By Beverly Pereira
Photography: Courtesy the designer
Stepping inside Sabyasachi Mukherjee’s new store in Mumbai is akin to a privy peek into the aesthetically heightened realm of India’s most notable fashion designer!
Indian fashion designer Sabyasachi Mukherjee describes his approach to design as a “personalised imperfection of the human mind”. His flagship store not only reflects his design philosophy but also his vision of Indian luxury.
Spread over two levels, the 8500 sq. ft. store in the heritage building of Ador House, in the art precinct of Kala Ghoda has an elegant façade. The old-world charm continues as you step inside.
Clusters of vintage hand-painted chandeliers hang in abundance from above, 22 shimmering antique pieces to be precise. The self-designed store plays home to his luxurious Indian bridal wear, ready-to-wear saris, Indian and western formal and casual wear, and menswear. The lower level houses bespoke bridal jewellery curated by Sabyasachi and designed by the Hyderabad-based Kishan Das & Co.
With an aim to create a space for people to enjoy and where buying clothes is incidental, the Kolkata-born master couturier went all out to source collectibles that now form the unique decor of his store. Placed on restored colonial tables are 400 ittar bottles painstakingly collected from the by lanes of Lucknow and Hyderabad, some of which are stuck to surfaces to aid maintenance.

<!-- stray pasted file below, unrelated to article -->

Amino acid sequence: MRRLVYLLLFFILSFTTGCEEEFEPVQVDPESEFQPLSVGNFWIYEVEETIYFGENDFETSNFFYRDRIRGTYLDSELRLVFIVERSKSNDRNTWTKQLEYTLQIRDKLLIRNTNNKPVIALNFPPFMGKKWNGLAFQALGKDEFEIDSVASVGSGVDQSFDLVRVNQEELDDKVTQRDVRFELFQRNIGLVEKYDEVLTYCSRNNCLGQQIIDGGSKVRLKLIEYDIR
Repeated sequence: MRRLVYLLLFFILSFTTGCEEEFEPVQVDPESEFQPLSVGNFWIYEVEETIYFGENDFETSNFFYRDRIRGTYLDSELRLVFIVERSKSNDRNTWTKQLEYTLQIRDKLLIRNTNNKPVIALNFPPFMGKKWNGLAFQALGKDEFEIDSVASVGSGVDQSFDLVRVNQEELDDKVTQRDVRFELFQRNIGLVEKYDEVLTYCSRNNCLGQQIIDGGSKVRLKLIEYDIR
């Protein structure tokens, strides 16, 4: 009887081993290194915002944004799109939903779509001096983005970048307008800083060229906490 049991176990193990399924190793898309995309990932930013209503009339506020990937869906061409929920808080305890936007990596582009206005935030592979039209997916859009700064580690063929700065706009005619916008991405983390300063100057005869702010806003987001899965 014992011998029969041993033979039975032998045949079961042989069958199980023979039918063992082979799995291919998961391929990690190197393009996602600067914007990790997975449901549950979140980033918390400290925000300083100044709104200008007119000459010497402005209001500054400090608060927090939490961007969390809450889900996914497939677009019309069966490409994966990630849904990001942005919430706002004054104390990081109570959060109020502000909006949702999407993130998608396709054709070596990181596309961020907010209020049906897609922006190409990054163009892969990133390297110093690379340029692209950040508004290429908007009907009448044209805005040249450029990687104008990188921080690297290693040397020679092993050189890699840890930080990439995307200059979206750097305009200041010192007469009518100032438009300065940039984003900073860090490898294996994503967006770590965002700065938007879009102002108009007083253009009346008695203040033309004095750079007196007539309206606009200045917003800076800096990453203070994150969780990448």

Abundant cliques of clocks grace the walls, while there are 52 antique rugs, some framed and wall-hung and others, delicately placed on the floor. One of them, an Iranian carpet, has passed many hands before it found a place here.
|The designer in his abode|
Well known for pioneering the use of Indian textiles in a modern context and for his liberal use of indigenous methods like bandhini and block printing, the designer has opted for chintz curtains, block printed on 200-count khadi.
The store combines the opulent nuances of the India’s rich historic past with subtle touches of the contemporary. Modern quirks tend to blend in with lavish historic pieces; like an Amul coffee-table book and the cluttered nostalgic feel of Parsi and Bengali homes.
In this world detached from reality, one can enjoy a hand-pressed coffee in a tropical cactus garden or browse through books collected over the years... It’s yet another beautiful and successful execution of revivalism by Sabyasachi.